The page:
Grappling with change

By Se Young Lee

Last week, when I got off the KTX bullet train at Busan, the second biggest city in South Korea, I saw a McDonald’s and a Burger King. On the way to the hotel, I passed a Lexus dealership, which was a block away from a Cadillac dealership. None of those things were even in the country in 1995 – the year I emigrated from my native country to the United States.

Forces of globalization – a combination of pre-existing social conditions like greed, the need for adventure and technological developments – have been apparent throughout time, starting with the first step into the unknown wilderness by our biological ancestors, the first boat ever built and so on. But it’s hard to think of another time in history where people have been asked (and forced) to process and adapt as much as we have. The Internet has essentially obliterated commercial and informational barriers. International organizations like the WTO, OPEC, APEC and ASEAN have created a new game of economics and trade.

It’s easy for anyone to interpret globalization in a black-or-white manner. Many have praised the forces of globalization as the catalyst that will eventually lead to a new world order – a global utopia living in harmony and reaching maximum efficiency. And many have also denounced the forces of globalization as the catalyst for a global regime of terror that will oppress and keep tabs on every single person in the world through the vast means of institutional control now available or the bringer of global homogeneity of culture.

But both arguments refuse to acknowledge this simple fact: Social institutions such as the government and technological tools are mere conduits of the human wants and wills. They simply manifest our wishes and desires into the physical world and begin to distribute (or withhold) those goods.

As the media often works to perpetuate the social norms by repeatedly showing images most agreeable to the viewing public, governments and technologies often conform to the interests and wants of those in power. Simply to dismiss the presence of human influence in the process would be like giving all the credit to Dostoevsky’s pen and paper for writing “Crime and Punishment.”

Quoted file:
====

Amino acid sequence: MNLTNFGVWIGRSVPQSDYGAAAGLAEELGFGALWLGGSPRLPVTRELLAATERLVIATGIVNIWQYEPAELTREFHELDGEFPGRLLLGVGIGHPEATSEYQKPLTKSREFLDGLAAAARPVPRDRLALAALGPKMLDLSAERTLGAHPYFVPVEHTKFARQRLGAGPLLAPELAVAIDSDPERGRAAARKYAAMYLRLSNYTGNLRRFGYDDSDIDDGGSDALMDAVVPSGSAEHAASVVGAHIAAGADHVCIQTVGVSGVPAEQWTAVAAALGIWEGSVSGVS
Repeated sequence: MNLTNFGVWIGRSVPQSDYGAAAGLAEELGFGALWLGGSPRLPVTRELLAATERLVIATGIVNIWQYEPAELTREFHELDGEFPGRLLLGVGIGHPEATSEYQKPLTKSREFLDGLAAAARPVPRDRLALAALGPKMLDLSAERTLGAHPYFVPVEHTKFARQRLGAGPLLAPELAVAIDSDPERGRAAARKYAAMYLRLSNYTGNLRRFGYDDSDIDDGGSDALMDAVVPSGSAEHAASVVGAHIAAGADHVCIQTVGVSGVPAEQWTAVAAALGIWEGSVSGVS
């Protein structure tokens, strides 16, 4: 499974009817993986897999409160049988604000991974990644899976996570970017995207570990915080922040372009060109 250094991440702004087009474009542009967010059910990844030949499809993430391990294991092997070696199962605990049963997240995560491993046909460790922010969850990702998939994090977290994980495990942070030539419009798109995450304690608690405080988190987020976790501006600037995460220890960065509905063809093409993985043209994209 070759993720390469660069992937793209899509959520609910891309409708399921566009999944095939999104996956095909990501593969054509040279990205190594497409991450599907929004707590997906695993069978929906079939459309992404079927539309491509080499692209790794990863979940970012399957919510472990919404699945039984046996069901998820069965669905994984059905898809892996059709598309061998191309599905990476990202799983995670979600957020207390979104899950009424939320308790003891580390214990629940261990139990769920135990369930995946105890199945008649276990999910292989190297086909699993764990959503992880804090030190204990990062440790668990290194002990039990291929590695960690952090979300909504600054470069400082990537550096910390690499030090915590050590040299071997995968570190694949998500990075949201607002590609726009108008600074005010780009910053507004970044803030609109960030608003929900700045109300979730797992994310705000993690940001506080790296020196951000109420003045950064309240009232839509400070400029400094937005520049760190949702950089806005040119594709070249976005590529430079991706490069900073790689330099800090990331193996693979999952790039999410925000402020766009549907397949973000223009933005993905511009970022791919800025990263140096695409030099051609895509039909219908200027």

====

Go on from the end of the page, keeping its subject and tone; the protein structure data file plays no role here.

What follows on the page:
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Furthermore, it is asinine to ignore the double-edged nature of globalization simply because there are so many examples proving that very fact. Just as the Internet has been used as the great equalizer for the traditionally powerless minorities and activists to galvanize, mobilize and manifest their will at a global stage, free trade has brought a hail of destruction on farmers in developing countries and industrial states that never had the time to build up an efficient agricultural sector like the U.S. and most Western European nations by flooding the previously sheltered markets with cheaper foreign crops. Globalization, in reality, is more of a social instrument – a combination of a tool and a phenomenon at the same time. It can do as much good as it can do harm.

But the most important thing to understand is that globalization is something that cannot be stopped. There are simply too many economic, social and personal advantages, and these gains will continue to press for the world to become smaller and more connected than ever before. What is of utmost importance is for both proponents and opponents of the effects of globalization to drop the childish name calling and obstinate absolutist positions and instead take a critical approach in understanding the potential benefits and pitfalls that globalization can bring.

Only in responsible and knowledgeable hands can globalization be used to construct a world that provides liberties and equal chances to succeed for all of mankind – which can only happen by the most delicate calibration of maximizing the good while minimizing the bad.

Se Young Lee is a junior in communications and the Director of Communications for the Illinois Student Senate. His column runs whenever he runs out of scotch. He can be reached at opinions@